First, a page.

trac rocks

spurred on by dani, i gave trac a try for a project i am working on.

Trac is an enhanced wiki and issue tracking system for software development projects. Trac uses a minimalistic approach to web-based software project management. Our mission; to help developers write great software while staying out of the way. Trac should impose as little as possible on a team’s established development process and policies.
It provides an interface to Subversion, an integrated Wiki and convenient report facilities.
Trac allows wiki markup in issue descriptions and commit messages, creating links and seamless references between bugs, tasks, changesets, files and wiki pages. A timeline shows all project events in order, making getting an overview of the project and tracking progress very easy.

i’m in love. trac beats the crap out of bugzilla (no UI to speak of), RT (UI?), jira (likes to crash your servlet engine, not free), collabnet (slooow, not free), sourceforge (very poor integration, 1997-era UI), basecamp (useless for projects with both suits and coders) and a couple others i have tested (and forgotten about over the years). while some of the competition is stronger in certain areas, none are as well-rounded and tightly integrated between bug tracking, wiki and scm, or have such a pleasant UI. trac is the kind of application that makes me want to pick up python for real to play around with it (sorry, but plone never had the same effect for me). trac will go far.


Momento is an XML document object model. It is designed to permit large XSLT transforms and XUpdate queries, larger than in memory document object models will allow. In addition, it stores transaction based modifications to XML documents that are recoverable in the event of a system failure.

people are doing more and more work on xml storage. momento looks like it could become quite useful inside cocoon if the author decides to donate it.


Here are my recommendations for cool stuff. I include any books, tools, software, videos, maps, gadgets, hardware, websites, or gear that are extraordinarily handy or useful for individual and small groups. The best items are those that open up new possibilities. I depend on friends and readers to suggest things. Generally I try something out first if I can. I only recommend things I like and I ignore the rest.


gregorLinks 2.0

shared online mindmaps
lucid implements the memeplex, a collection of notes about memetics, software, computers, science, sports, culture, people, places…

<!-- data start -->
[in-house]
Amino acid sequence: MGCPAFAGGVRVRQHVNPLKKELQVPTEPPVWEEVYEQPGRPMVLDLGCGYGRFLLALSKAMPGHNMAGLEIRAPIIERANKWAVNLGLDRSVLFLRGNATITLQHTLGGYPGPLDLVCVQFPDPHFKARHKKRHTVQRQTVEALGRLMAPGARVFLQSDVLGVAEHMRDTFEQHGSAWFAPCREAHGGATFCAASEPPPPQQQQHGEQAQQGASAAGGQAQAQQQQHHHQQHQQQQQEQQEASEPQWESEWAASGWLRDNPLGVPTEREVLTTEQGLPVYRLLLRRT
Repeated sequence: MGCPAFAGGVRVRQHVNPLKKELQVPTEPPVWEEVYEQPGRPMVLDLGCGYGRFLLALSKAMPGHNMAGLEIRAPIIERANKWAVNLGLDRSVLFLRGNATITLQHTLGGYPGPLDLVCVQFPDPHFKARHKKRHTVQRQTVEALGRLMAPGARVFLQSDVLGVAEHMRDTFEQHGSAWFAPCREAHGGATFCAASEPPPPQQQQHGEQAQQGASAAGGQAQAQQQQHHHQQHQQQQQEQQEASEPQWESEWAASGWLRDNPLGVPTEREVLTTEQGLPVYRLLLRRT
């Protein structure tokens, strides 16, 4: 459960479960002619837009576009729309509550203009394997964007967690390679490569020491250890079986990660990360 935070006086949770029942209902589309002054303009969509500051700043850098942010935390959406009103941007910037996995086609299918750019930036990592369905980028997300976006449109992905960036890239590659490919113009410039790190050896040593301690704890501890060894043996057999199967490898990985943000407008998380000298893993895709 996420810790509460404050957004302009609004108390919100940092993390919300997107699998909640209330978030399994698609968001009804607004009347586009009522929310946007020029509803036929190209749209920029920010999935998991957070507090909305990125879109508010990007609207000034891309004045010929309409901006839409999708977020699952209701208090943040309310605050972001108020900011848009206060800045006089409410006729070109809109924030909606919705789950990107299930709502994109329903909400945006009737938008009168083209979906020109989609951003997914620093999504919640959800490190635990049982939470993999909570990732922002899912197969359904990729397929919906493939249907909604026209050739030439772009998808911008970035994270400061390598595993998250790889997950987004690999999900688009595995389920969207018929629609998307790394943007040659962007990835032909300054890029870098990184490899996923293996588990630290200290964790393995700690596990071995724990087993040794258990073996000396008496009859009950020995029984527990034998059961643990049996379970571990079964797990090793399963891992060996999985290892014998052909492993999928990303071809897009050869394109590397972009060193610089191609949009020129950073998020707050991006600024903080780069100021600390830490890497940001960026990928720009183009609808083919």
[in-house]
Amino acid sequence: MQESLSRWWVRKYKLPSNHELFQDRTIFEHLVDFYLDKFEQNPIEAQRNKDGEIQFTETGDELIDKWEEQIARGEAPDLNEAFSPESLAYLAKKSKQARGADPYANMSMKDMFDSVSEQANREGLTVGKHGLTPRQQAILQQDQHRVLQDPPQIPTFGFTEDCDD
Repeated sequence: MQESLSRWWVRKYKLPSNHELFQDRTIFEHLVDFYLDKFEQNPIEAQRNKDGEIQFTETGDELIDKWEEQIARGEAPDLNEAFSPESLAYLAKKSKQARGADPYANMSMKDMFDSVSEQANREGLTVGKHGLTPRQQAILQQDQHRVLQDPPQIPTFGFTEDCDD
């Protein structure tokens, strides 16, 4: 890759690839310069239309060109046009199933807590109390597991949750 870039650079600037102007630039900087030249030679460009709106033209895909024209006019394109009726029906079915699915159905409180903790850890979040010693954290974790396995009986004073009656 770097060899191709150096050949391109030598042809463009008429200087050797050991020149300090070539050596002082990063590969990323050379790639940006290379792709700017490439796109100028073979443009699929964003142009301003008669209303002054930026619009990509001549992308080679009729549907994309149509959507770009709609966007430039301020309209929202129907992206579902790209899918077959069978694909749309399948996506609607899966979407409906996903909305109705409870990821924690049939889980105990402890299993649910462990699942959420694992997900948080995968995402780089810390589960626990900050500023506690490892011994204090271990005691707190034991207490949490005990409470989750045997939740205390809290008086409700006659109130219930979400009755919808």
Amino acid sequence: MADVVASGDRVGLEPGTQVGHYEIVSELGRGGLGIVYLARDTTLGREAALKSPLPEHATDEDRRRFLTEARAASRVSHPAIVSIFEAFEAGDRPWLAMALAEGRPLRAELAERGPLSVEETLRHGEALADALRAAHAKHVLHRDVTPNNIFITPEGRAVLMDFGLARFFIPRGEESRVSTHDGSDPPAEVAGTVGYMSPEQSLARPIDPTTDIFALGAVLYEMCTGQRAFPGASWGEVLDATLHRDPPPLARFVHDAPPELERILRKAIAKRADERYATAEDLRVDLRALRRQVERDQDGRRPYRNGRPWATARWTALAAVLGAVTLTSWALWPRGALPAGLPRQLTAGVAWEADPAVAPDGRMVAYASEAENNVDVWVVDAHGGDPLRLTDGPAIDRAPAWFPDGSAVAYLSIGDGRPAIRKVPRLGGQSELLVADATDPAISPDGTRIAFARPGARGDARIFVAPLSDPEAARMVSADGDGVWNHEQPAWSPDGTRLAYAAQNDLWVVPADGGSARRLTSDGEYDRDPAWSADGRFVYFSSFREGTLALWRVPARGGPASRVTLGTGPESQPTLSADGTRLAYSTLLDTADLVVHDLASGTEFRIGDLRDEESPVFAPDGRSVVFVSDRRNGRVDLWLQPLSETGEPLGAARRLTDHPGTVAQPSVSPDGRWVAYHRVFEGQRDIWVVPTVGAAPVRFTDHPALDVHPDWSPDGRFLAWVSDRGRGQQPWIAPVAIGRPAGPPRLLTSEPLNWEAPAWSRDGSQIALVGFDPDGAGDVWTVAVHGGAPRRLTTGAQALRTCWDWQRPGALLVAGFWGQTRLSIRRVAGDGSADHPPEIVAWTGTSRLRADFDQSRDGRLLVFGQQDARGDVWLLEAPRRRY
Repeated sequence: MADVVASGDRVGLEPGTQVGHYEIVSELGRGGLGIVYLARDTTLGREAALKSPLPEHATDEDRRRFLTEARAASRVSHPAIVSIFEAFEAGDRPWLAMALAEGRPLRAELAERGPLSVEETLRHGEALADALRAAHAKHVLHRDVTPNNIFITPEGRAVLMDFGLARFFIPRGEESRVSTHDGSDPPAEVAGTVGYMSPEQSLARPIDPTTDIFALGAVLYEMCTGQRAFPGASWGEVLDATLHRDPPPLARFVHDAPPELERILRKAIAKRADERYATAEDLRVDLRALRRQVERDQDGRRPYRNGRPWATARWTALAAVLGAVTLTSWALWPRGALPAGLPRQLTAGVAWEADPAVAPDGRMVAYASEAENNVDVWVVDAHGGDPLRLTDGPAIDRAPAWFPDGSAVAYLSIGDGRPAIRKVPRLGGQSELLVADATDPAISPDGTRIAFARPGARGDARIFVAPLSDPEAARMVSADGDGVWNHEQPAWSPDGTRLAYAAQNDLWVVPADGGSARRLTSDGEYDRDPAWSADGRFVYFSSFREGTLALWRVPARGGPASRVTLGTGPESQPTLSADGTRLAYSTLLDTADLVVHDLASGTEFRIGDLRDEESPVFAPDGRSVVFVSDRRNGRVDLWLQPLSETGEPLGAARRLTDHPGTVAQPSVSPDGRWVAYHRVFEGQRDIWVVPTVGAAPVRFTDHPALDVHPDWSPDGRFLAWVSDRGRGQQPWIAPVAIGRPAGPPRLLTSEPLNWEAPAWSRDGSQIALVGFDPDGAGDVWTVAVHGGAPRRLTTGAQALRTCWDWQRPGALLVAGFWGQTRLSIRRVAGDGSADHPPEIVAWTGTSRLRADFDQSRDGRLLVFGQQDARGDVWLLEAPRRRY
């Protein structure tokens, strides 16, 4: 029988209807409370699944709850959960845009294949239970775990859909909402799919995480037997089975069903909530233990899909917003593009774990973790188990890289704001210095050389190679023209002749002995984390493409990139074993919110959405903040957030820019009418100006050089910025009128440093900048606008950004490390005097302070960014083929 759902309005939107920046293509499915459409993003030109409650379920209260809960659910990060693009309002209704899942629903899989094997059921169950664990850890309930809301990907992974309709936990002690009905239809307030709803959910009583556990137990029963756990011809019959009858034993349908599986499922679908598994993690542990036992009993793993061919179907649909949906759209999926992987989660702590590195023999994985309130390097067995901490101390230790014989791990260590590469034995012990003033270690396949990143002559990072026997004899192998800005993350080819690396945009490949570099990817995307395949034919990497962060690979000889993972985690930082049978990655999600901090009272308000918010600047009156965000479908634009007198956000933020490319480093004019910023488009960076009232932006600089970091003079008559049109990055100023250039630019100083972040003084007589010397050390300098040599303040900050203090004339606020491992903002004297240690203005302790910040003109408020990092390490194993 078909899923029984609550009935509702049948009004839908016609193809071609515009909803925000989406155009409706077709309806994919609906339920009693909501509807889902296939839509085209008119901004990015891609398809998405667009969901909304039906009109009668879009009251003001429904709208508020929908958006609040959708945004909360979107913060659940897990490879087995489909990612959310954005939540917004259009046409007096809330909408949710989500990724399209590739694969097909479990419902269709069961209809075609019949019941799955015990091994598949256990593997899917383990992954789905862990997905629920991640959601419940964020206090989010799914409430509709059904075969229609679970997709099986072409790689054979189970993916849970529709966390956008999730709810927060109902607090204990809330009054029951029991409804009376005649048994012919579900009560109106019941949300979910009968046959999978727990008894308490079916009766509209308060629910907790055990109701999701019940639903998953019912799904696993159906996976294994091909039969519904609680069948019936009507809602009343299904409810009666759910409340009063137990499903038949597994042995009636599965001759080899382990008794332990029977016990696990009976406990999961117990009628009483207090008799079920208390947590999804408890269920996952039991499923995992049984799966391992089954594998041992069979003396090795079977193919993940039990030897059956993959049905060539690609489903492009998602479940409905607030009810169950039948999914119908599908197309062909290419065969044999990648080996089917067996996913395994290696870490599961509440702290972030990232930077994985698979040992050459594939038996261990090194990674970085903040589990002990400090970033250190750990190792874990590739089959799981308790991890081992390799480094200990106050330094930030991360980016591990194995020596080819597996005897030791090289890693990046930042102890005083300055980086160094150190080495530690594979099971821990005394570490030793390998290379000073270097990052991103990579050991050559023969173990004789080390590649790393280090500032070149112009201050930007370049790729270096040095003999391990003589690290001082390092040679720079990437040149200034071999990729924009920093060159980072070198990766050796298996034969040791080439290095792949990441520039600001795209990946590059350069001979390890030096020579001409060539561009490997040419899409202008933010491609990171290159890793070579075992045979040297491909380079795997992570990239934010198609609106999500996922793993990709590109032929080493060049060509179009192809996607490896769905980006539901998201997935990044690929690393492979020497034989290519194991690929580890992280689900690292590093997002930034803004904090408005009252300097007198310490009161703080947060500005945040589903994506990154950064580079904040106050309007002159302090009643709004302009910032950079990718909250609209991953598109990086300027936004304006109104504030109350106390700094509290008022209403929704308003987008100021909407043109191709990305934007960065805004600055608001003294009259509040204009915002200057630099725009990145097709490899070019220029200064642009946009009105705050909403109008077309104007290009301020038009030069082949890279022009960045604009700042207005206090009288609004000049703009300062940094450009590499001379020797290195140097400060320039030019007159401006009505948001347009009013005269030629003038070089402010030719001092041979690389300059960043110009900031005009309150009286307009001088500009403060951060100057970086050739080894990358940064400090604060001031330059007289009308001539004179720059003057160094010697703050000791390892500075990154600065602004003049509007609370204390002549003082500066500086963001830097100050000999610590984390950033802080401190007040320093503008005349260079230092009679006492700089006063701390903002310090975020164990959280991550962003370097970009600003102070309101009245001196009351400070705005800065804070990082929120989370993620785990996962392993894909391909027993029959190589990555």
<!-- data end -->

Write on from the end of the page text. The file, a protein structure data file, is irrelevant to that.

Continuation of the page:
FOIA and other goods contains all the information that someone wants to censor. interesting site.

eBiz lives
context is spreading eBiz ideas, never mind the downturn.

gregorLinks 1.0

i just discovered a bunch of submissions in my blog queue that had been sitting there for a year. guess its time i start to blog them (3/28):

a very smart graphics guy
john c. hart has some pretty interesting papers online, such as on ray tracing on mass market GPUs.

promoting the third culture
The third culture consists of those scientists and other thinkers in the empirical world who, through their work and expository writing, are taking the place of the traditional intellectual in rendering visible the deeper meanings of our lives, redefining who and what we are.

peter saint-andre maintains a guide to the nomenclature of philosophy

why linux on the desktop will not happen

some open source advocates are serious when they suggest that gnumeric is a valid excel contender, or that the gnome desktop “is just as easy to use as the windows desktop”. these people suffer from their very own reality distortion field, as Larry Augustin, founder of VA Linux, points out:

I recall a discussion (not on this list) some time ago where a group

of people were arguing that Gnumeric was a replacement for Excel. I

was appalled. They were arguing about Excel vs. Gnumeric features.

They were arguing about reading and writing Excel file formats. They

didn’t understand why Excel users complained when they tried to use

Gnumeric. The prevailing opinions were that users were just not

willing to learn to use something different.

I finally asked the question, “Can Gnumeric do pivot tables?” I go

the response, “What’s a pivot table?” My point was proven. The

Gnumeric advocates didn’t even understand the technology they were

trying to replace. I can hand an Office power user an Excel

spreadsheet with thousands of names and addresses, and with a few

point and click operations, out come pages of stick-on mailing labels.

How do you do that with Gnumeric? I’m willing to bet that few or none

of us on this mailing list have that level of proficiency with MS

Office or Excel. If we don’t know what it can do, and we don’t know

what people do with it, how can we replace it?

idiot gallery @ interpol

this interpol query shows some 96 idiots who are currently wanted by interpol for terrorism. not a whole lot you would think, considering that there must be thousands of terrorist around the world. note how they are all male and ugly. there may be something to the theory that terrorists are promised virgins in the afterworld as they won’t get laid in this world.. what a bunch of losers.